Proposed Kidney Allocation Policy Interpreted, part II

It’s election time again, which means 12 hour days training precinct election officials to keep the election safe and sound. But here’s a quickie…


(See Part I…)



Kidneys are allocated to candidates who are blood type identical to the donor when the donor has blood type O or blood type B.

The Problem:

Not all blood types are compatible with each other, and certain blood types are more rare than others. This means certain folks have longer wait times and/or a harder time obtaining a compatible kidney.

The Proposal:

Candidates with blood type B who meet defined clinical criteria will be eligible to accept kidneys from donors with blood type A2 or A2B. Otherwise, it’s still all about identical blood types for O or B.



The Problem:

Some would-be recipients, especially those who’ve had prior transplants, are more apt to reject a donor organ (sensitization).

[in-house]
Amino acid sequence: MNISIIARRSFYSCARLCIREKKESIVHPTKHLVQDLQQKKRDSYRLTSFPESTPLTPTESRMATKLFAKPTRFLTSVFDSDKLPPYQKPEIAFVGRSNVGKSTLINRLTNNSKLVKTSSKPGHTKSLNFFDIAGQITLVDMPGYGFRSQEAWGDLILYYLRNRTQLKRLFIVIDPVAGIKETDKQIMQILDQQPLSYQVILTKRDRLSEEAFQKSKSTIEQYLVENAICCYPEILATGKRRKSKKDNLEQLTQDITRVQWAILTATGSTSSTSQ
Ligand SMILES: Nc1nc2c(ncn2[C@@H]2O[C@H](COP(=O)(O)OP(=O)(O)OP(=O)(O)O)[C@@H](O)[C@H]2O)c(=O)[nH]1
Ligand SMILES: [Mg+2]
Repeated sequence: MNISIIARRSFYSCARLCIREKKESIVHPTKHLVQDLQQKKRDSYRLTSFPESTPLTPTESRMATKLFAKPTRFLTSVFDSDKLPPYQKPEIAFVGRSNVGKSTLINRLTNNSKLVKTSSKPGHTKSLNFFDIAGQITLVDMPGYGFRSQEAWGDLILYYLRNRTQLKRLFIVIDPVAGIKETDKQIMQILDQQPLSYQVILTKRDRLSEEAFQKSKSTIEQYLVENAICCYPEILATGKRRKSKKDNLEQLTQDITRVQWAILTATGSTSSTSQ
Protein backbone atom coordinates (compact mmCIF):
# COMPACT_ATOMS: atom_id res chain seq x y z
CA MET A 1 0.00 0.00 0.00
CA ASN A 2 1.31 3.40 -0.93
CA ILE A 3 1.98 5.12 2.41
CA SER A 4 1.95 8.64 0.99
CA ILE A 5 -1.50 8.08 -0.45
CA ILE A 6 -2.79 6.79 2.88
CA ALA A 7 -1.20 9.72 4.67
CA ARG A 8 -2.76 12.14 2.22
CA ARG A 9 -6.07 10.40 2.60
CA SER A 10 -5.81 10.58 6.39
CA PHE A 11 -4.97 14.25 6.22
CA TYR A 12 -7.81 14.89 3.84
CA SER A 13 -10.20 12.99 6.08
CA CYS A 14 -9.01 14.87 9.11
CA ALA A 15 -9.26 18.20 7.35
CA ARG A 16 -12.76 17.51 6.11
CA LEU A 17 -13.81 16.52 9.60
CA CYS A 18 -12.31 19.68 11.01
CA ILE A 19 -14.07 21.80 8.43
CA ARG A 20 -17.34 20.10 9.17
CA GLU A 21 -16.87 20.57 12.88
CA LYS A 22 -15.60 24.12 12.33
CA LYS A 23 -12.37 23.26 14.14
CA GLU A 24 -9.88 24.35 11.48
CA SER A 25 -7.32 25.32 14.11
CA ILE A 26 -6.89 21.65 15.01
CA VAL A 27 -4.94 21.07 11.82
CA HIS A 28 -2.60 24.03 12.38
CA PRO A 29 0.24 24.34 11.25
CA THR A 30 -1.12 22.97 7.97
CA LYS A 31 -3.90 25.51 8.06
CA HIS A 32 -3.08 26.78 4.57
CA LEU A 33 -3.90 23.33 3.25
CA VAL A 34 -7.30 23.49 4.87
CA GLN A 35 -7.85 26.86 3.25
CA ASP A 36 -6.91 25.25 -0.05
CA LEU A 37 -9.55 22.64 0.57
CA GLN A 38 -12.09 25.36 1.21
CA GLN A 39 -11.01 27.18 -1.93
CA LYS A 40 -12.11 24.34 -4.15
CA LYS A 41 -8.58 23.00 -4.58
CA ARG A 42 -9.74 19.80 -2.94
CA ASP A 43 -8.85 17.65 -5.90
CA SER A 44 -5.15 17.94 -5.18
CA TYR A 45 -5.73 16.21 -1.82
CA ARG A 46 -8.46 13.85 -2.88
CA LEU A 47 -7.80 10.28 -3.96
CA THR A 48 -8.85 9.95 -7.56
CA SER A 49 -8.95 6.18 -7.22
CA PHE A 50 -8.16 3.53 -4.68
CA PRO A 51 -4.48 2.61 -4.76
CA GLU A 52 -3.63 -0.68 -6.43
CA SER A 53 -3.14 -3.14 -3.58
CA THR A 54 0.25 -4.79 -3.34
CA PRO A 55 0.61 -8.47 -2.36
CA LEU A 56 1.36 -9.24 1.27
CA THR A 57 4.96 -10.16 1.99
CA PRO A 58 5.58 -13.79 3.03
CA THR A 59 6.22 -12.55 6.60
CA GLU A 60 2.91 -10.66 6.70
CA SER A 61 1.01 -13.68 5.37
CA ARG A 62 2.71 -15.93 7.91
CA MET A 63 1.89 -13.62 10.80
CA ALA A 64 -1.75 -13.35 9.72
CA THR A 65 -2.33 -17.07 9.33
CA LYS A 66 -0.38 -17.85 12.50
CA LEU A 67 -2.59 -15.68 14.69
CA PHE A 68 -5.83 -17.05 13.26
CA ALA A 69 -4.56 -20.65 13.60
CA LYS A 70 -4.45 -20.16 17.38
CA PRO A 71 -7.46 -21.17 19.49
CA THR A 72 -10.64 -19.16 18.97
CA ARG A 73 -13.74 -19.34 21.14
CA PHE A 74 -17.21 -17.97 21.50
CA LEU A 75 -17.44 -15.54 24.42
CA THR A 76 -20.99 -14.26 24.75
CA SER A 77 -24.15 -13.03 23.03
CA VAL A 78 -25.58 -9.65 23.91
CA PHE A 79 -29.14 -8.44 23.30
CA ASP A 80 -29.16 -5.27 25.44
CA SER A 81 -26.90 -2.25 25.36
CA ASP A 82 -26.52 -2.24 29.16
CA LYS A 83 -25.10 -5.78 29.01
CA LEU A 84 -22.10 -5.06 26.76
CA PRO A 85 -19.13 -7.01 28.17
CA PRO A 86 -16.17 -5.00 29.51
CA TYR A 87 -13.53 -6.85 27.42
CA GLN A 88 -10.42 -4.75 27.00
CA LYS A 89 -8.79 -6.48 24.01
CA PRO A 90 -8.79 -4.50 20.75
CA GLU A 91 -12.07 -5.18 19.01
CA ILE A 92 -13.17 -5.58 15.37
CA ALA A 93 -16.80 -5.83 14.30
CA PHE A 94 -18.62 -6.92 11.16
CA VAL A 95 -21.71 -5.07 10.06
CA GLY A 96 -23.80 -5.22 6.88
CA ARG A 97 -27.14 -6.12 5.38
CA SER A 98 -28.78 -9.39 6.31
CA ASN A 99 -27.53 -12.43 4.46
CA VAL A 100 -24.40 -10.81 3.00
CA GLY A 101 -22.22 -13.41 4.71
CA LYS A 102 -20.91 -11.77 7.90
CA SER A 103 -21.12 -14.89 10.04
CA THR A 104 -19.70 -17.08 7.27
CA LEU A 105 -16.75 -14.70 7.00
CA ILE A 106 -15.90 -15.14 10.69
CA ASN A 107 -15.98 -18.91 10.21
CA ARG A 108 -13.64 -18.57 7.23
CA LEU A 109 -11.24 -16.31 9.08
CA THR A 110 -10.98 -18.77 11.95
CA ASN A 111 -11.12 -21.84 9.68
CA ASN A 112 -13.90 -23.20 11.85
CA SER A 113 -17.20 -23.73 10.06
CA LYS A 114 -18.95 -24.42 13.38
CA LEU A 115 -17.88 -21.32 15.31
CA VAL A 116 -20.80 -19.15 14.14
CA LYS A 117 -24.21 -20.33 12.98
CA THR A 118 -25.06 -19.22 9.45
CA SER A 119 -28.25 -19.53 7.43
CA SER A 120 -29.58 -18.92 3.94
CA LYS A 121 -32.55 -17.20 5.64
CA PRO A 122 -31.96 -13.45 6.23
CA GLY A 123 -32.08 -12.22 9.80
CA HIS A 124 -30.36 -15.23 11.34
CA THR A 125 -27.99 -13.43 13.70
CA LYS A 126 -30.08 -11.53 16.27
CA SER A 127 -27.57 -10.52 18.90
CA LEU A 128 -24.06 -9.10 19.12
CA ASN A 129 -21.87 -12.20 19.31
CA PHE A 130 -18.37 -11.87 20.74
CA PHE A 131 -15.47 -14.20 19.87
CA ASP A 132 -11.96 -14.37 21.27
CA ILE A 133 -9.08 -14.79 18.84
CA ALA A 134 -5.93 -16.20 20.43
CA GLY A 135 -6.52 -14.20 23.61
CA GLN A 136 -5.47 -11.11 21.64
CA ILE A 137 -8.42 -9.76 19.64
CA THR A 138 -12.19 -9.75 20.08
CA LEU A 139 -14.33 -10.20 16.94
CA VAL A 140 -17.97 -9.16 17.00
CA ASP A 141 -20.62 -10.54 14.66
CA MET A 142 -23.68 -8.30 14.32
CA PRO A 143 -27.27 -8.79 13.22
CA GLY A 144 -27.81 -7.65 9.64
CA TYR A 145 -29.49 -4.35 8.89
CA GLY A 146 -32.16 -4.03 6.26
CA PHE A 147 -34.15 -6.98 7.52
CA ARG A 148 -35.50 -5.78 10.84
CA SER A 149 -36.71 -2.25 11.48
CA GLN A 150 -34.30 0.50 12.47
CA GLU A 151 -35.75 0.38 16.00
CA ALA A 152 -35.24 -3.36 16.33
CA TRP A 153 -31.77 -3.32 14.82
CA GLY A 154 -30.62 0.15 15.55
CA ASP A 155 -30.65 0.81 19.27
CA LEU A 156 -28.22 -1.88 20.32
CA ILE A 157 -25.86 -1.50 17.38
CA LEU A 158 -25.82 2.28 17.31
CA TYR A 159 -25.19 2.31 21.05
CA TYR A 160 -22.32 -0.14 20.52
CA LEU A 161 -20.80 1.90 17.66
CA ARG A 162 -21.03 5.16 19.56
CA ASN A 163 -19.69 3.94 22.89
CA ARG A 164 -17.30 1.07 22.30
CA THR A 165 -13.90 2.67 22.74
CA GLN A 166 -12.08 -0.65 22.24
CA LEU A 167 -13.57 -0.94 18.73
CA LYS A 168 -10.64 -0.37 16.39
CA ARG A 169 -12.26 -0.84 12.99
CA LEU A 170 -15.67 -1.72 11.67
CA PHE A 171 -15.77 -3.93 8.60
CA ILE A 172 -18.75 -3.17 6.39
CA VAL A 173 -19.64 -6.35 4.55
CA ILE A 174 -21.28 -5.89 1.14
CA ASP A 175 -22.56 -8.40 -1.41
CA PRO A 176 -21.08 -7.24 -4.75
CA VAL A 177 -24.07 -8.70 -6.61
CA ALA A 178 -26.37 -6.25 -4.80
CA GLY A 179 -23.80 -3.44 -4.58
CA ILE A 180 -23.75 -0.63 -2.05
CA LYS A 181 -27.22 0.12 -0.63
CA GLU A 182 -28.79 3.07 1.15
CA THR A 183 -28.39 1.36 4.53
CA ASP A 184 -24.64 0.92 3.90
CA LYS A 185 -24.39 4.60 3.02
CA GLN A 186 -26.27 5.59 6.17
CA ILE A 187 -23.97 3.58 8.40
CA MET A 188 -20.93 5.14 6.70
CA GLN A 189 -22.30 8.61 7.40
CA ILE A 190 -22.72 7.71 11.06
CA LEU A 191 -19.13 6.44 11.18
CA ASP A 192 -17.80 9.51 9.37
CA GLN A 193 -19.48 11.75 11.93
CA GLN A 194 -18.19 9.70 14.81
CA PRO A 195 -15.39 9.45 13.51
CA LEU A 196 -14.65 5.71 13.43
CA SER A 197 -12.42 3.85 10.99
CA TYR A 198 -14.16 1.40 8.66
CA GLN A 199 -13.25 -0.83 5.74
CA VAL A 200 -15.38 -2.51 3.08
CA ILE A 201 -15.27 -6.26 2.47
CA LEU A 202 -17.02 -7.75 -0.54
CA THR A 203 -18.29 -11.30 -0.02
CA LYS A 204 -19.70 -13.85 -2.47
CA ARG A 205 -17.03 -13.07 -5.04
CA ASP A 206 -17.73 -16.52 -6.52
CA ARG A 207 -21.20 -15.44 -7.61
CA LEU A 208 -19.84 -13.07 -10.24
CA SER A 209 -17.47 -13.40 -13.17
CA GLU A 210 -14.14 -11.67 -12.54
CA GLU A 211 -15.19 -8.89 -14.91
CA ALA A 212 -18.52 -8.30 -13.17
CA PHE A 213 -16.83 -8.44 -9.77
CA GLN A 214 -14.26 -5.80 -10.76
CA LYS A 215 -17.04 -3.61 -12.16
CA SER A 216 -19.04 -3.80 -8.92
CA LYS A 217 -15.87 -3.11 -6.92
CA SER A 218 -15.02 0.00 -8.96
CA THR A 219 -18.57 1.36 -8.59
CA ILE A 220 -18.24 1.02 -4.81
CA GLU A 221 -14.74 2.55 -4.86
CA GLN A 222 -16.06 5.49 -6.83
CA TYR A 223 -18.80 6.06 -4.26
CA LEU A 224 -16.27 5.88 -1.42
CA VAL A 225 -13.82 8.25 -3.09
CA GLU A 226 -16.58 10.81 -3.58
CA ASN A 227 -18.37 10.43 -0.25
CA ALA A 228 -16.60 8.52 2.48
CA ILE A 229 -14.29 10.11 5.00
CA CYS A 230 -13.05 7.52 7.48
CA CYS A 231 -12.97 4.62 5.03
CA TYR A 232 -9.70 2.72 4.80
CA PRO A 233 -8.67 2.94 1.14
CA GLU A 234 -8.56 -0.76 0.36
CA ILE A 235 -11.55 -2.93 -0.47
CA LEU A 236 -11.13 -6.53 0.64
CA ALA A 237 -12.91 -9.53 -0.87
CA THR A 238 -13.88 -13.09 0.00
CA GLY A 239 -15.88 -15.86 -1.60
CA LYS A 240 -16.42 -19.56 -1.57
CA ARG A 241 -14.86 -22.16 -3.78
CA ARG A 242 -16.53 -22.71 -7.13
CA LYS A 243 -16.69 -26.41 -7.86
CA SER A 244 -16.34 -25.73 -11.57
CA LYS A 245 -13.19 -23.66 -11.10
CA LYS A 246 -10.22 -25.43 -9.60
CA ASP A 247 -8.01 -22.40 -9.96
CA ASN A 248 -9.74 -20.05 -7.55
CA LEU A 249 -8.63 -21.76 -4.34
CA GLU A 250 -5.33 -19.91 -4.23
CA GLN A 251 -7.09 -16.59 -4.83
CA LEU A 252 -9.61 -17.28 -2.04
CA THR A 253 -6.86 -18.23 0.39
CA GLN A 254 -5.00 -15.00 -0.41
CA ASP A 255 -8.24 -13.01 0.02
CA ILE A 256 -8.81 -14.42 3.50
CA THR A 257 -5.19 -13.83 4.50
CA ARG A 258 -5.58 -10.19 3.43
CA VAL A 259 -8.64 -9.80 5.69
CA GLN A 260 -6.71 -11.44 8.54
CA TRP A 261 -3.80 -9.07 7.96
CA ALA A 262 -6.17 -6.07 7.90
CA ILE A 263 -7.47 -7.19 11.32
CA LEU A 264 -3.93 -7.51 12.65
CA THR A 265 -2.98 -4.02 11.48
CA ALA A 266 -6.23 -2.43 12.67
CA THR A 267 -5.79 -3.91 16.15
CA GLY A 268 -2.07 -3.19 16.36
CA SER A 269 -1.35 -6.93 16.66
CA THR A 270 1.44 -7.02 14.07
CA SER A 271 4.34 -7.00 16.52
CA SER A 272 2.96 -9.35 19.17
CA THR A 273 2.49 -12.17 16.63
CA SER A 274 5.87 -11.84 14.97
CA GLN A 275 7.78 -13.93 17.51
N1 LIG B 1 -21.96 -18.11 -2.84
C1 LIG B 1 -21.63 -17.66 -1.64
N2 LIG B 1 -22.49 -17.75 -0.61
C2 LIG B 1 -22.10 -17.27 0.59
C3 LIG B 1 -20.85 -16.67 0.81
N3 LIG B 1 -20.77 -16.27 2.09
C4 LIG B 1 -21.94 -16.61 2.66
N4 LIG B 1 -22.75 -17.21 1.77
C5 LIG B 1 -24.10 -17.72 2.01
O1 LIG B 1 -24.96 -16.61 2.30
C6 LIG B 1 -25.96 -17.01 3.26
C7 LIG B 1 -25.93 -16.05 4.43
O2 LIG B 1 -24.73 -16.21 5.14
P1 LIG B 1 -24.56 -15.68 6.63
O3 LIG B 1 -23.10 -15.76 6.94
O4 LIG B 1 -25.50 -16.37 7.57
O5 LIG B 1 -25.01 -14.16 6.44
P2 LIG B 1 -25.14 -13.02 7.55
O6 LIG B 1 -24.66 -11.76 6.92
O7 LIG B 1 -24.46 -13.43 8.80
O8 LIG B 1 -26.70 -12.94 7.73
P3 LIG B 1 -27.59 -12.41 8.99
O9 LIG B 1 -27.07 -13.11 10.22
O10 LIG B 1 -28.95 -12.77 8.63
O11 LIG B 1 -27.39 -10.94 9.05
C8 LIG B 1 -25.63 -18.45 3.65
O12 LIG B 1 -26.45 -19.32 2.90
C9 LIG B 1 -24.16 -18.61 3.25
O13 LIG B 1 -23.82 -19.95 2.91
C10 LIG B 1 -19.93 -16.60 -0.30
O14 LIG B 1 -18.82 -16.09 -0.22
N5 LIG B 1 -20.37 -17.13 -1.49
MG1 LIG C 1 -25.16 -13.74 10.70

A would-be recipient who tests at 80% or higher sensitivity, meaning that 80% or more of organs will be incompatible, receive 4 points of priority. Local candidates are prioritized over those with lower scores. [note: This is the same priority given to living kidney donors who find themselves in need of their own kidney transplant. It translates into approximately a year of wait time. ]


Those who score 20% or more will be given priority on a sliding scale.

Permanent link to this article: http://livingdonorsarepeopletoo.com/proposed-kidney-allocation-policy-interpreted-part-ii-2/

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